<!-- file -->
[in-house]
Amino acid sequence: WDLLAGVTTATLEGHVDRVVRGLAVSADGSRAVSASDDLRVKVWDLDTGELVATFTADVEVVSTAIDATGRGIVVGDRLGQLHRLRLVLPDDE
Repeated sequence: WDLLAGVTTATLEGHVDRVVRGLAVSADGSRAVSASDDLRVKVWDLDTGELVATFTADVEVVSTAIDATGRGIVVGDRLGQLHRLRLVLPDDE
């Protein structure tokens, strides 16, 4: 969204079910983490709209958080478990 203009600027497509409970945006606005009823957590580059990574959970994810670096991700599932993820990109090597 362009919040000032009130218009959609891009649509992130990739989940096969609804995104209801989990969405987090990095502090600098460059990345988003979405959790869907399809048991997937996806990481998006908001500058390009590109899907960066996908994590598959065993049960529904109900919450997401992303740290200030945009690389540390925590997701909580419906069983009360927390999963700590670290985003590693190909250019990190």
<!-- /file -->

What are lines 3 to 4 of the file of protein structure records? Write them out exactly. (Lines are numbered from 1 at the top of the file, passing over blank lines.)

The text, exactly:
Repeated sequence: WDLLAGVTTATLEGHVDRVVRGLAVSADGSRAVSASDDLRVKVWDLDTGELVATFTADVEVVSTAIDATGRGIVVGDRLGQLHRLRLVLPDDE
């Protein structure tokens, strides 16, 4: 969204079910983490709209958080478990 203009600027497509409970945006606005009823957590580059990574959970994810670096991700599932993820990109090597 362009919040000032009130218009959609891009649509992130990739989940096969609804995104209801989990969405987090990095502090600098460059990345988003979405959790869907399809048991997937996806990481998006908001500058390009590109899907960066996908994590598959065993049960529904109900919450997401992303740290200030945009690389540390925590997701909580419906069983009360927390999963700590670290985003590693190909250019990190």